DIYARBAKIR, Turkey (Reuters) - Kurdish fighters killed 13 Turkish soldiers and seven militants died on Thursday in the worst clash since the Kurdistan Workers Party (PKK) ended a ceasefire in February.
Turkey’s chief of staff said in a statement that grenades thrown by the militants ignited a fire in the heavily forested area where the clash occurred and 13 soldiers died in the blaze. It said seven soldiers were wounded.
The pro-Kurdish Firat news agency disputed the official version with a report that quoted a witness saying a Turkish warplane had targeted the militants in an air strike which also killed the soldiers positioned nearby. It gave no death toll.
Prime Minister Tayyip Erdogan met the army and intelligence chiefs as well as the interior minister and head of the paramilitary gendarmerie in Ankara.
“Turkey will succeed in overcoming the terror and the powers behind it without compromising democracy, justice and brotherhood,” Erdogan said in a statement.
Security forces, backed by warplanes, launched a hunt for the rebel fighters in the mountains of Diyarbakir province, and the military chief of land forces had gone to the area.
The PKK moved to what it calls an “active defense” stance, whereby its fighters defend themselves if threatened, after ending its 6-month-old ceasefire.
Last week the jailed leader of the PKK, Abdullah Ocalan, sent word through his lawyers that he had agreed with Turkish officials to set up a “peace council” aimed at ending the 27-year separatist conflict.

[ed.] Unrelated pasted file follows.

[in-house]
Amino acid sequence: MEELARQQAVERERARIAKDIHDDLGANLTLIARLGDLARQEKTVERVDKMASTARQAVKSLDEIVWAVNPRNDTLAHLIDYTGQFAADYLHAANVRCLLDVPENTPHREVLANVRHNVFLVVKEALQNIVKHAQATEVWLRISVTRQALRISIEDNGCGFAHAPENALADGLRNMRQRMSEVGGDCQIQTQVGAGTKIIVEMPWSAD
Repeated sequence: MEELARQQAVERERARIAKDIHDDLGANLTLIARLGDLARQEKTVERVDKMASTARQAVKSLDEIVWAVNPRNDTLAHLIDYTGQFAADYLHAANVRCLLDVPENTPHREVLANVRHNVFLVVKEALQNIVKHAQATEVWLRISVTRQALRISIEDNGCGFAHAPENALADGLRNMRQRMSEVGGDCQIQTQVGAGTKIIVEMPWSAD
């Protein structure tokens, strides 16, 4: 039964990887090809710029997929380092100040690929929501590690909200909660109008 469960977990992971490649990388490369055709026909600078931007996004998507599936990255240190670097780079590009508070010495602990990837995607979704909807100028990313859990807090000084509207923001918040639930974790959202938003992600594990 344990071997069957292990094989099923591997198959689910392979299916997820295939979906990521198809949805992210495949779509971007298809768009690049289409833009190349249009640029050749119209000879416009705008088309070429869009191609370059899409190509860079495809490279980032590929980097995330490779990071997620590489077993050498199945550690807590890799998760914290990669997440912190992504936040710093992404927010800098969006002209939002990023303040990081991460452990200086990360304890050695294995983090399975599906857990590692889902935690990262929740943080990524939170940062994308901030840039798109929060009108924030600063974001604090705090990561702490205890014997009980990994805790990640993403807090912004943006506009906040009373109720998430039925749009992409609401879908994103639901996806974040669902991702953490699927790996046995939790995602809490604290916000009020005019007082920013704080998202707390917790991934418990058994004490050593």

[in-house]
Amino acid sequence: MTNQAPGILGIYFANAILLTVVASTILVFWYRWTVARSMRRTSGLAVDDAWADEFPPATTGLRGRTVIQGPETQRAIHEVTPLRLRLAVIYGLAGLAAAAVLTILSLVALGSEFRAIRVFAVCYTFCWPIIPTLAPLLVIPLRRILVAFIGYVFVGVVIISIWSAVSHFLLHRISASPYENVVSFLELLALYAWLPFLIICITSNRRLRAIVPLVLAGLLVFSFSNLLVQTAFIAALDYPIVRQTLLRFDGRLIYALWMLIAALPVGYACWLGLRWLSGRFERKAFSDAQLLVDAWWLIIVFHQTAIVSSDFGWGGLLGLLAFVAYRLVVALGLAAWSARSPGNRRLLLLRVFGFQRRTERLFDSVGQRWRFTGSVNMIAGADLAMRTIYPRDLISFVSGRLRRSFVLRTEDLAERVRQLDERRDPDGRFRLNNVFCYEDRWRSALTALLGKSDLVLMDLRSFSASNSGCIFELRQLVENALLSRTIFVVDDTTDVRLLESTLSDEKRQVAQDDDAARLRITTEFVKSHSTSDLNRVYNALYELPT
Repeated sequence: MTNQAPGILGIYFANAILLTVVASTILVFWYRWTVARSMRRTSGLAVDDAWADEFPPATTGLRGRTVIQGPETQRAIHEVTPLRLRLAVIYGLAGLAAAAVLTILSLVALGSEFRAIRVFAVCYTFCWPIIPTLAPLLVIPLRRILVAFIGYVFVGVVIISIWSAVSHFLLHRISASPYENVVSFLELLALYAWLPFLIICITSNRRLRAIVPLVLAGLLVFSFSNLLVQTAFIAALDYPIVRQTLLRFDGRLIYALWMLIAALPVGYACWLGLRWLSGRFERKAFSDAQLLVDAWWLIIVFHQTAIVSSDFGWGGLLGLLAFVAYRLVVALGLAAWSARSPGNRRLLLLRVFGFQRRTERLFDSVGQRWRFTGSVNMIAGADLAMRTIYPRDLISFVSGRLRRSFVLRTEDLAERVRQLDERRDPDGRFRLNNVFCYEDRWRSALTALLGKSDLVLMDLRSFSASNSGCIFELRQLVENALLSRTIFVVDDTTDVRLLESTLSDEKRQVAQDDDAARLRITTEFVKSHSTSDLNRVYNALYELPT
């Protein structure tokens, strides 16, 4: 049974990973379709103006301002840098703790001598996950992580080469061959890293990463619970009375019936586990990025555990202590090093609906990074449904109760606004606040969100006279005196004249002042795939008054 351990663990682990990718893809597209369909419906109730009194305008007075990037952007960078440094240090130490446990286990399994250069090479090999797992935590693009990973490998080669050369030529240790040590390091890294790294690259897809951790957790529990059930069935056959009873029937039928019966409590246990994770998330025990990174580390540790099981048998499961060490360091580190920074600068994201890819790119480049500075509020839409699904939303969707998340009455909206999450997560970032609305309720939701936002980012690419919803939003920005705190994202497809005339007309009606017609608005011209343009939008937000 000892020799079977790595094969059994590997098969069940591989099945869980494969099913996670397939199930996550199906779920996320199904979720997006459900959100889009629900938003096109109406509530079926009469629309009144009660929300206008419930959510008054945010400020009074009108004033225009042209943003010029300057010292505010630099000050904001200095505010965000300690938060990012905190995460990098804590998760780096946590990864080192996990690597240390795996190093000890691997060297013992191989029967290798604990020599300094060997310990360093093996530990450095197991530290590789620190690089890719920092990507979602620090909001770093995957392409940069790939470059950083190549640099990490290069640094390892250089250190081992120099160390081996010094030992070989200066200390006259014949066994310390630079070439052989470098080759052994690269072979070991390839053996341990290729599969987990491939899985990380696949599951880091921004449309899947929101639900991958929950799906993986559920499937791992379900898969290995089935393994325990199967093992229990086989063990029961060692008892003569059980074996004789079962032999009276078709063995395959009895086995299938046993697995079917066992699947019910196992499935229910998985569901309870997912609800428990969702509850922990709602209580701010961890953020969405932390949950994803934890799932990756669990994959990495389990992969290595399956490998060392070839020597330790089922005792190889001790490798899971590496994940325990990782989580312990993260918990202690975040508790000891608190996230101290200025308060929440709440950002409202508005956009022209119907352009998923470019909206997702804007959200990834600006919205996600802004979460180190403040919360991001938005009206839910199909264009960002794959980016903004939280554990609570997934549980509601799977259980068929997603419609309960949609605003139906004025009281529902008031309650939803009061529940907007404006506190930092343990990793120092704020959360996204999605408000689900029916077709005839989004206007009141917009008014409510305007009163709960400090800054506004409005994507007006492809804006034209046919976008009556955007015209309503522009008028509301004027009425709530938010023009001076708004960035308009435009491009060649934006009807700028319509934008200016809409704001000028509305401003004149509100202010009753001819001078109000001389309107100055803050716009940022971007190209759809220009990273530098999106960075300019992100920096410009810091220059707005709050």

Ocalan said the council should be formed within one month, though it was unclear what form it would take.
The proposal came a month after Erdogan’s AK Party won an election for a third term in power and two months after Ocalan threatened “war” unless the government entered talks.
Deputies from a pro-Kurdish party regarded as close to the PKK failed to reach a deal with the AK Party on ending their boycott of parliament, representatives of the two sides told reporters after a second day of talks on Thursday.
The boycott by the Peace and Democracy Party (BDP) deputies was prompted by court rulings barring some of its jailed elected candidates from taking their seats.
Reacting to news of the clash, BDP leader Selahattin Demirtas said: “We are really sad. Those friends are paying the price for the stalemate in politics. The Turkish parliament should take the initiative to bring peace.”
And in Diyarbakir on Thursday, the Democratic People’s Congress, which bands together Kurdish non-government organizations, met and declared “democratic autonomy,” though it was unclear what action that might entail.
Erdogan’s government won a confidence vote on Wednesday to push ahead with plans to rewrite the constitution, but the Kurdish boycott remains a hurdle to replacing the constitution created after a 1980 military coup.
More than 40,000 people have been killed in the conflict, though violence faded after Ocalan was captured in 1999.
Regardless of the “active defense” stance there has been a steady stream of militant activity in recent weeks.
PKK rebels abducted two people after stopping their vehicle in mountainous Tunceli province in eastern Turkey on Wednesday night, security sources said. They were laborers working on a military building, TV reports said.
A few days earlier the militants abducted three people, two of them soldiers, in Diyarbakir in the mainly Kurdish southeast. Security forces were conducting a major operation to find them.
Separately, security sources said 14 PKK members surrendered to Turkish forces in Silopi, near the border with northern Iraq on Wednesday, allegedly due to maltreatment in militant camps.
There was no statement on the incidents from the PKK.
Reporting by Seyhmus Cakan; Writing by Simon Cameron-Moore